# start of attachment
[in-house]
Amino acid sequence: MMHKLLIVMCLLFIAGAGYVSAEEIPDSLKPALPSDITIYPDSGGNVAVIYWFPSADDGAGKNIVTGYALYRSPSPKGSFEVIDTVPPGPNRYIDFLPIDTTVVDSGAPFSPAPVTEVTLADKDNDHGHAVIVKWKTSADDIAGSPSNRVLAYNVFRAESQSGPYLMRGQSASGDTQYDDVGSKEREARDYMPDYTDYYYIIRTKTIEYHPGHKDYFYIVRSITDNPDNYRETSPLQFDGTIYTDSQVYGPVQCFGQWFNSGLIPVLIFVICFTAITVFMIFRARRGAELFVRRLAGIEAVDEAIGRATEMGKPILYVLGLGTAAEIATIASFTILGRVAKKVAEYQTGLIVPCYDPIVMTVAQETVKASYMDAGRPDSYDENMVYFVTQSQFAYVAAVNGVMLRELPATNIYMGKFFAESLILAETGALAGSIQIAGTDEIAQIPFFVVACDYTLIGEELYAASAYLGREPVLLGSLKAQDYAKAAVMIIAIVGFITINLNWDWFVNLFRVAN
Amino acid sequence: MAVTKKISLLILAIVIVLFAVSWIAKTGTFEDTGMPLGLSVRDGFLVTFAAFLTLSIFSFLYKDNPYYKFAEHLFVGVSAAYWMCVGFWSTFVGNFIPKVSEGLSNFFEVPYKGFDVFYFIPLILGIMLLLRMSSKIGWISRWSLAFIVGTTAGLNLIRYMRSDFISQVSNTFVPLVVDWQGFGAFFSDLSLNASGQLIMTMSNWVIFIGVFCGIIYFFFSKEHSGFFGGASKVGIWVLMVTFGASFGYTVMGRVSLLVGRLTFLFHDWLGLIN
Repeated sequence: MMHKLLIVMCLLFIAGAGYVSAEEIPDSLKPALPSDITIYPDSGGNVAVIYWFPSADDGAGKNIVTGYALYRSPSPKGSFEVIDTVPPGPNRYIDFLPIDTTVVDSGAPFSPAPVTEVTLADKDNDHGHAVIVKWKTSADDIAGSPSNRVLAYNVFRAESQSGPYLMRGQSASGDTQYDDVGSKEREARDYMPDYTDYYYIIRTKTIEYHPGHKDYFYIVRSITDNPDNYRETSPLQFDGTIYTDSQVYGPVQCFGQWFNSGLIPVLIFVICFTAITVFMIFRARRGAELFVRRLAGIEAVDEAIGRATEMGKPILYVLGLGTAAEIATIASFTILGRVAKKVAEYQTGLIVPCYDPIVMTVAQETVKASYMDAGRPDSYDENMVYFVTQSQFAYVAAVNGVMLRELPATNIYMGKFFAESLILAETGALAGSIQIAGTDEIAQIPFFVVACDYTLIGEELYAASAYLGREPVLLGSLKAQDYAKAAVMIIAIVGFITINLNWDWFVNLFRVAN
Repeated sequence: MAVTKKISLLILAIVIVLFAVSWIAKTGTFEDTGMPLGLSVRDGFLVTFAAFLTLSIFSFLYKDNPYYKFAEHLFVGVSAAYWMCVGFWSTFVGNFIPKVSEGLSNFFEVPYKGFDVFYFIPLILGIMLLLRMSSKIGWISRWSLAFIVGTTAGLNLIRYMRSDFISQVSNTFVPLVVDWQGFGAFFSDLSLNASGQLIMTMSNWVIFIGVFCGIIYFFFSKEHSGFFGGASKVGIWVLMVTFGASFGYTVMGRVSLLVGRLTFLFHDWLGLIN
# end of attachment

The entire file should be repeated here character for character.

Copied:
[in-house]
Amino acid sequence: MMHKLLIVMCLLFIAGAGYVSAEEIPDSLKPALPSDITIYPDSGGNVAVIYWFPSADDGAGKNIVTGYALYRSPSPKGSFEVIDTVPPGPNRYIDFLPIDTTVVDSGAPFSPAPVTEVTLADKDNDHGHAVIVKWKTSADDIAGSPSNRVLAYNVFRAESQSGPYLMRGQSASGDTQYDDVGSKEREARDYMPDYTDYYYIIRTKTIEYHPGHKDYFYIVRSITDNPDNYRETSPLQFDGTIYTDSQVYGPVQCFGQWFNSGLIPVLIFVICFTAITVFMIFRARRGAELFVRRLAGIEAVDEAIGRATEMGKPILYVLGLGTAAEIATIASFTILGRVAKKVAEYQTGLIVPCYDPIVMTVAQETVKASYMDAGRPDSYDENMVYFVTQSQFAYVAAVNGVMLRELPATNIYMGKFFAESLILAETGALAGSIQIAGTDEIAQIPFFVVACDYTLIGEELYAASAYLGREPVLLGSLKAQDYAKAAVMIIAIVGFITINLNWDWFVNLFRVAN
Amino acid sequence: MAVTKKISLLILAIVIVLFAVSWIAKTGTFEDTGMPLGLSVRDGFLVTFAAFLTLSIFSFLYKDNPYYKFAEHLFVGVSAAYWMCVGFWSTFVGNFIPKVSEGLSNFFEVPYKGFDVFYFIPLILGIMLLLRMSSKIGWISRWSLAFIVGTTAGLNLIRYMRSDFISQVSNTFVPLVVDWQGFGAFFSDLSLNASGQLIMTMSNWVIFIGVFCGIIYFFFSKEHSGFFGGASKVGIWVLMVTFGASFGYTVMGRVSLLVGRLTFLFHDWLGLIN
Repeated sequence: MMHKLLIVMCLLFIAGAGYVSAEEIPDSLKPALPSDITIYPDSGGNVAVIYWFPSADDGAGKNIVTGYALYRSPSPKGSFEVIDTVPPGPNRYIDFLPIDTTVVDSGAPFSPAPVTEVTLADKDNDHGHAVIVKWKTSADDIAGSPSNRVLAYNVFRAESQSGPYLMRGQSASGDTQYDDVGSKEREARDYMPDYTDYYYIIRTKTIEYHPGHKDYFYIVRSITDNPDNYRETSPLQFDGTIYTDSQVYGPVQCFGQWFNSGLIPVLIFVICFTAITVFMIFRARRGAELFVRRLAGIEAVDEAIGRATEMGKPILYVLGLGTAAEIATIASFTILGRVAKKVAEYQTGLIVPCYDPIVMTVAQETVKASYMDAGRPDSYDENMVYFVTQSQFAYVAAVNGVMLRELPATNIYMGKFFAESLILAETGALAGSIQIAGTDEIAQIPFFVVACDYTLIGEELYAASAYLGREPVLLGSLKAQDYAKAAVMIIAIVGFITINLNWDWFVNLFRVAN
Repeated sequence: MAVTKKISLLILAIVIVLFAVSWIAKTGTFEDTGMPLGLSVRDGFLVTFAAFLTLSIFSFLYKDNPYYKFAEHLFVGVSAAYWMCVGFWSTFVGNFIPKVSEGLSNFFEVPYKGFDVFYFIPLILGIMLLLRMSSKIGWISRWSLAFIVGTTAGLNLIRYMRSDFISQVSNTFVPLVVDWQGFGAFFSDLSLNASGQLIMTMSNWVIFIGVFCGIIYFFFSKEHSGFFGGASKVGIWVLMVTFGASFGYTVMGRVSLLVGRLTFLFHDWLGLIN